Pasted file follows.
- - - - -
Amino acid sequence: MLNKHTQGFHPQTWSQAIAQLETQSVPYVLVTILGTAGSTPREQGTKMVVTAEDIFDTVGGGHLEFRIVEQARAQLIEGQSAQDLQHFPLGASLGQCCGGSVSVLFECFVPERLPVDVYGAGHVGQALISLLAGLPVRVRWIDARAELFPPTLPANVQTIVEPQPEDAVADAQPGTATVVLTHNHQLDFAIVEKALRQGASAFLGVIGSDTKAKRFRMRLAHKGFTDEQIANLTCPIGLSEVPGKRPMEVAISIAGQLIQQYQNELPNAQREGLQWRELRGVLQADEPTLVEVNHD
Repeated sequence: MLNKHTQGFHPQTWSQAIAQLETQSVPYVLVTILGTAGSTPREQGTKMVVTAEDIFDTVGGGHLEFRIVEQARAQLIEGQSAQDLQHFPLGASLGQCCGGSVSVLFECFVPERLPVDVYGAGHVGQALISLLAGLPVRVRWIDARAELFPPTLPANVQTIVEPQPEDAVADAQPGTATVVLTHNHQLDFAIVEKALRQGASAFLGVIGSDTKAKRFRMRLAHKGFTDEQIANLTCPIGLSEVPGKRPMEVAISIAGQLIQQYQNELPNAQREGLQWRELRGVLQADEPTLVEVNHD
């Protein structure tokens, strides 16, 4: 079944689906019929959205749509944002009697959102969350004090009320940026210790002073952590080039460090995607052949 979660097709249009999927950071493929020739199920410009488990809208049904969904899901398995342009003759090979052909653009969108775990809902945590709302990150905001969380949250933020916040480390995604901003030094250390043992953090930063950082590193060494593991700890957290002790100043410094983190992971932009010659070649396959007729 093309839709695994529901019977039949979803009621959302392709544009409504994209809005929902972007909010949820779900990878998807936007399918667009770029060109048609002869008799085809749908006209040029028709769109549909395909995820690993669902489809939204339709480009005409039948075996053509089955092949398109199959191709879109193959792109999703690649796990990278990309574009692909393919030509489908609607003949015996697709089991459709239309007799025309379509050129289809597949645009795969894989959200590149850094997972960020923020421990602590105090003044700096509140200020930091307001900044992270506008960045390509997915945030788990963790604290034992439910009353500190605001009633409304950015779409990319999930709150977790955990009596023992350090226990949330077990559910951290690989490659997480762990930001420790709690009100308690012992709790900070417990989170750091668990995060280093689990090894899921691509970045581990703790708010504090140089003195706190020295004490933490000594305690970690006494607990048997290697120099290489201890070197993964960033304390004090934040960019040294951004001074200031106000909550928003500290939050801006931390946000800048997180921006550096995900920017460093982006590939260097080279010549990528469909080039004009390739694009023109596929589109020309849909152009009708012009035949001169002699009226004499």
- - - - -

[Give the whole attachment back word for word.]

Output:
Amino acid sequence: MLNKHTQGFHPQTWSQAIAQLETQSVPYVLVTILGTAGSTPREQGTKMVVTAEDIFDTVGGGHLEFRIVEQARAQLIEGQSAQDLQHFPLGASLGQCCGGSVSVLFECFVPERLPVDVYGAGHVGQALISLLAGLPVRVRWIDARAELFPPTLPANVQTIVEPQPEDAVADAQPGTATVVLTHNHQLDFAIVEKALRQGASAFLGVIGSDTKAKRFRMRLAHKGFTDEQIANLTCPIGLSEVPGKRPMEVAISIAGQLIQQYQNELPNAQREGLQWRELRGVLQADEPTLVEVNHD
Repeated sequence: MLNKHTQGFHPQTWSQAIAQLETQSVPYVLVTILGTAGSTPREQGTKMVVTAEDIFDTVGGGHLEFRIVEQARAQLIEGQSAQDLQHFPLGASLGQCCGGSVSVLFECFVPERLPVDVYGAGHVGQALISLLAGLPVRVRWIDARAELFPPTLPANVQTIVEPQPEDAVADAQPGTATVVLTHNHQLDFAIVEKALRQGASAFLGVIGSDTKAKRFRMRLAHKGFTDEQIANLTCPIGLSEVPGKRPMEVAISIAGQLIQQYQNELPNAQREGLQWRELRGVLQADEPTLVEVNHD
């Protein structure tokens, strides 16, 4: 079944689906019929959205749509944002009697959102969350004090009320940026210790002073952590080039460090995607052949 979660097709249009999927950071493929020739199920410009488990809208049904969904899901398995342009003759090979052909653009969108775990809902945590709302990150905001969380949250933020916040480390995604901003030094250390043992953090930063950082590193060494593991700890957290002790100043410094983190992971932009010659070649396959007729 093309839709695994529901019977039949979803009621959302392709544009409504994209809005929902972007909010949820779900990878998807936007399918667009770029060109048609002869008799085809749908006209040029028709769109549909395909995820690993669902489809939204339709480009005409039948075996053509089955092949398109199959191709879109193959792109999703690649796990990278990309574009692909393919030509489908609607003949015996697709089991459709239309007799025309379509050129289809597949645009795969894989959200590149850094997972960020923020421990602590105090003044700096509140200020930091307001900044992270506008960045390509997915945030788990963790604290034992439910009353500190605001009633409304950015779409990319999930709150977790955990009596023992350090226990949330077990559910951290690989490659997480762990930001420790709690009100308690012992709790900070417990989170750091668990995060280093689990090894899921691509970045581990703790708010504090140089003195706190020295004490933490000594305690970690006494607990048997290697120099290489201890070197993964960033304390004090934040960019040294951004001074200031106000909550928003500290939050801006931390946000800048997180921006550096995900920017460093982006590939260097080279010549990528469909080039004009390739694009023109596929589109020309849909152009009708012009035949001169002699009226004499």